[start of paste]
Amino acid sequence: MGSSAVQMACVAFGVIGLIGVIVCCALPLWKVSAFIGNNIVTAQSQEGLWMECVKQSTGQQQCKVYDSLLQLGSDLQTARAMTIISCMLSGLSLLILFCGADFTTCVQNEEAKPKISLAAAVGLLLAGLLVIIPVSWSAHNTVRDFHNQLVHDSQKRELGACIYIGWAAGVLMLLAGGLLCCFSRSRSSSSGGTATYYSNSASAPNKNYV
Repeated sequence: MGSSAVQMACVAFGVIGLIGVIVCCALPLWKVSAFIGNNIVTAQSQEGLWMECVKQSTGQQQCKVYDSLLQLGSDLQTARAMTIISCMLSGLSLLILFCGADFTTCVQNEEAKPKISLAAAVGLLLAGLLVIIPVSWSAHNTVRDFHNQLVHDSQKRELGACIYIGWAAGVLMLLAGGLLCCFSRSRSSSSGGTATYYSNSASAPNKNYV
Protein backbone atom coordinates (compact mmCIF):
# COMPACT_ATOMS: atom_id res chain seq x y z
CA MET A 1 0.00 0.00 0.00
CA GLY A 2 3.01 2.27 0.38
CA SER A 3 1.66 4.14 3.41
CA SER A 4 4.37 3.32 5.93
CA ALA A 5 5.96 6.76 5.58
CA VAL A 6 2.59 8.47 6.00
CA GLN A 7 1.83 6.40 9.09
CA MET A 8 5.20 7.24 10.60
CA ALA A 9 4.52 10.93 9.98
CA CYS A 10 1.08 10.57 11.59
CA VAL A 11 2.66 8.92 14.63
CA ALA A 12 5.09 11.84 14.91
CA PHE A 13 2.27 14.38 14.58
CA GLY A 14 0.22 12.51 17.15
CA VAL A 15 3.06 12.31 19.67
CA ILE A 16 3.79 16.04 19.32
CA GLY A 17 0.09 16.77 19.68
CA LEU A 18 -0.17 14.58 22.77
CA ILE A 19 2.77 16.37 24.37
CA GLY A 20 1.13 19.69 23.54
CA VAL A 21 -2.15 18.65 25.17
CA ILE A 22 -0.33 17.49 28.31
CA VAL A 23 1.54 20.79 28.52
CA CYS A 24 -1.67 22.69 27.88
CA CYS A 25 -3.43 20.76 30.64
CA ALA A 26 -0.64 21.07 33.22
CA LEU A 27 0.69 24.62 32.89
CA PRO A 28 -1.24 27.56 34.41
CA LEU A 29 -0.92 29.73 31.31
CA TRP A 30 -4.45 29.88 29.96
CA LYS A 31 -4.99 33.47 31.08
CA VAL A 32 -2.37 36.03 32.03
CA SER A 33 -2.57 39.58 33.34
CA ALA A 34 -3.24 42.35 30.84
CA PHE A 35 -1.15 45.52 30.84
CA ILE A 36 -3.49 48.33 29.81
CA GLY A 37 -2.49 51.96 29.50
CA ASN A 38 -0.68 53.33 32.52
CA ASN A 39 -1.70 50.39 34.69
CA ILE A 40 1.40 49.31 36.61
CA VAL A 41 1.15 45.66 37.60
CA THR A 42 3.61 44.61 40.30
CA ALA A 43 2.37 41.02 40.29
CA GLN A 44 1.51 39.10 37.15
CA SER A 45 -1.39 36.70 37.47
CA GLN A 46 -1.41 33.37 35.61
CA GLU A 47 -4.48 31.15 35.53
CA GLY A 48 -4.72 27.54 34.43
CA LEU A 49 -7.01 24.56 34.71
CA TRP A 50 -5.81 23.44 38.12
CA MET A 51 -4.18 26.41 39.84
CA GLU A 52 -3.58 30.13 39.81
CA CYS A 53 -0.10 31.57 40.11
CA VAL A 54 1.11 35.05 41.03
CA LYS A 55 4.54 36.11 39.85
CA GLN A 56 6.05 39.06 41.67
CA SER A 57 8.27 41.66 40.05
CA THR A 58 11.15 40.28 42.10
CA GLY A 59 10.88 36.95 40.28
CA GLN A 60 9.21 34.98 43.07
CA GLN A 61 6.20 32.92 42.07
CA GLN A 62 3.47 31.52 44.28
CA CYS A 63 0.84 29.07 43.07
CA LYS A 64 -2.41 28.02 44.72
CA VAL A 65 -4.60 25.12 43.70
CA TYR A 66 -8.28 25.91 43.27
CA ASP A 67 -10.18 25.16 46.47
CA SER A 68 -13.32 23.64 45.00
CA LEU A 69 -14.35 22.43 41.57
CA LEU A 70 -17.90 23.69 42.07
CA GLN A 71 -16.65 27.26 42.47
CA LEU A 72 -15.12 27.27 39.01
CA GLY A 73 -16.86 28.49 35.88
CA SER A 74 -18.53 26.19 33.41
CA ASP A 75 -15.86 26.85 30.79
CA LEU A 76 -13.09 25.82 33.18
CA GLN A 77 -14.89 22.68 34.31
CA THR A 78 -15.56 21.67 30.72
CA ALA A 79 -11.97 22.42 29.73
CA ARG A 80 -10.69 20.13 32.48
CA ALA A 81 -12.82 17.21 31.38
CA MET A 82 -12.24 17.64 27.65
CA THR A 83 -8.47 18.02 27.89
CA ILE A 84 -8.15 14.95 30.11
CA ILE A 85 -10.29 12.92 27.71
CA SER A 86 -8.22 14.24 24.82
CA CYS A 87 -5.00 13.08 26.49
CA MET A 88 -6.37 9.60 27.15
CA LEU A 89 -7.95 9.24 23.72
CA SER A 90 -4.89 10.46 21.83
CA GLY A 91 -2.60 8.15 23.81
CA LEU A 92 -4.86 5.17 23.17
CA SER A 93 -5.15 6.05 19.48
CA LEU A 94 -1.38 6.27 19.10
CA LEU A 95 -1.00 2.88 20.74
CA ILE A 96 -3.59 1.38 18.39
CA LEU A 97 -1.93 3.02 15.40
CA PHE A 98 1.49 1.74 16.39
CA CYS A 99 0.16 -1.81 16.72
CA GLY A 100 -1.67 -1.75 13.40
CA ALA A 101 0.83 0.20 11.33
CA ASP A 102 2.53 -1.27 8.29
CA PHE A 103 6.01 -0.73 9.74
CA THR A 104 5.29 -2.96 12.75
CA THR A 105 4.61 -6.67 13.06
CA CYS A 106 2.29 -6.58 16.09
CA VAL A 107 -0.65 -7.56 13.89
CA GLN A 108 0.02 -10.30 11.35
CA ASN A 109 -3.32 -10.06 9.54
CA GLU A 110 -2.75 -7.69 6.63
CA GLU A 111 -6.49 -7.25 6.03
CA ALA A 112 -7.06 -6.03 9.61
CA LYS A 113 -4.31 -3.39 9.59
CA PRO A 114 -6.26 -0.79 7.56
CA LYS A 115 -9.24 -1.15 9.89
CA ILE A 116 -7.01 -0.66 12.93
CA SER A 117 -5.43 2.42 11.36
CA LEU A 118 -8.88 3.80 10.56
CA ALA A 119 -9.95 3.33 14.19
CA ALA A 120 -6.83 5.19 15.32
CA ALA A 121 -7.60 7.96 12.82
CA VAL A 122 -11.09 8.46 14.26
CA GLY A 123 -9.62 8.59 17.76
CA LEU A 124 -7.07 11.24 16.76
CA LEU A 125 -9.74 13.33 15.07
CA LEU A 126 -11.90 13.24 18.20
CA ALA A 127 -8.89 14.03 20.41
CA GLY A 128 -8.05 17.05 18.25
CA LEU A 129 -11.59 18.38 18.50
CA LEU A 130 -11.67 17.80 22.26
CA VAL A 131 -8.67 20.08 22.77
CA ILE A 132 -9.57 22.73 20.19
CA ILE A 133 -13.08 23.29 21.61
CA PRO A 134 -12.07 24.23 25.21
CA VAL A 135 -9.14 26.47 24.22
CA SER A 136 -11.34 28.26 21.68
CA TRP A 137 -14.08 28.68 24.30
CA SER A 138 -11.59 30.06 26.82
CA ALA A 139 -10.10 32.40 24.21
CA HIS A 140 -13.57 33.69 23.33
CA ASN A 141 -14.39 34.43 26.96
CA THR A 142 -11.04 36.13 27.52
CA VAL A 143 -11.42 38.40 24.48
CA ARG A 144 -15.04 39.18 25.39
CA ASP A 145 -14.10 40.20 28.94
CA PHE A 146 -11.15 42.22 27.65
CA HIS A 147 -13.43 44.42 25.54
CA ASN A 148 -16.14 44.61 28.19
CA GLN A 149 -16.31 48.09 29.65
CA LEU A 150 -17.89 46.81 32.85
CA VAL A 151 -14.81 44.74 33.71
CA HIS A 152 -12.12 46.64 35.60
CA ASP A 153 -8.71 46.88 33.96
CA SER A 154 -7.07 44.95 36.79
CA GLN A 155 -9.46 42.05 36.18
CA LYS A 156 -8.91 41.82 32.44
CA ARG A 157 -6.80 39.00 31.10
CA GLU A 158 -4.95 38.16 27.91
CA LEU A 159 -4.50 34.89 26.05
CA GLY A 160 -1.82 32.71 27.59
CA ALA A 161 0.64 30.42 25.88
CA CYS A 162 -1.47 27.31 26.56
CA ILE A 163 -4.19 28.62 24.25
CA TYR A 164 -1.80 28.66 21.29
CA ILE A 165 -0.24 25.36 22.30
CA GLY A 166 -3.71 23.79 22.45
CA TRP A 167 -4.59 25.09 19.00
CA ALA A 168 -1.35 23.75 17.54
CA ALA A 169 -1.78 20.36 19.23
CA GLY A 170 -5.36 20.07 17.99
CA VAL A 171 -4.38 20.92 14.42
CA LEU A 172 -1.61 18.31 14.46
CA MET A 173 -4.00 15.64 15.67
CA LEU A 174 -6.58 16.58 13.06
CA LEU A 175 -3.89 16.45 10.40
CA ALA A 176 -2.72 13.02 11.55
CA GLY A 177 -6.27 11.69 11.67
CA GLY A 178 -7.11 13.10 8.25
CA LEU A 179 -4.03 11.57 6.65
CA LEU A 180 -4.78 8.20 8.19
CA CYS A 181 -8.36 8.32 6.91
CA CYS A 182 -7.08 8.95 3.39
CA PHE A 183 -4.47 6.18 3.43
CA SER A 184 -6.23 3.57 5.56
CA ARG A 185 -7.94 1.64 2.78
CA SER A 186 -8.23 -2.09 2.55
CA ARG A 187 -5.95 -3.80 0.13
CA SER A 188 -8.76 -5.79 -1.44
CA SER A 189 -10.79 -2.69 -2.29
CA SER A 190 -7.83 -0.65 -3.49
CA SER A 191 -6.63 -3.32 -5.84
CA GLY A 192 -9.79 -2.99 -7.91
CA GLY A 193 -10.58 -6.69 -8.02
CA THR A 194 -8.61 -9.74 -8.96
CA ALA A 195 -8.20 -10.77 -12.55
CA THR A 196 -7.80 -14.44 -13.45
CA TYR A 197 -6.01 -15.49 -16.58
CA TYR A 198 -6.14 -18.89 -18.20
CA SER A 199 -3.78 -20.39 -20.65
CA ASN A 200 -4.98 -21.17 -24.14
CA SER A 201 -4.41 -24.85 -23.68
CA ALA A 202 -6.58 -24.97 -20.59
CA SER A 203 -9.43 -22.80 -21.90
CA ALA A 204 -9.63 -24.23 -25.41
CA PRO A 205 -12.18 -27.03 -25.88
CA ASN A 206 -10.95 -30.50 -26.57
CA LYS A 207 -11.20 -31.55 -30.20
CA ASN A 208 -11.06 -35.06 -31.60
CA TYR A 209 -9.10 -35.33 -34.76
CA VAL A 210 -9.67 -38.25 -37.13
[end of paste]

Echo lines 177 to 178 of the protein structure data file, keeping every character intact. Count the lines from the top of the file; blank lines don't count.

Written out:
CA MET A 173 -4.00 15.64 15.67
CA LEU A 174 -6.58 16.58 13.06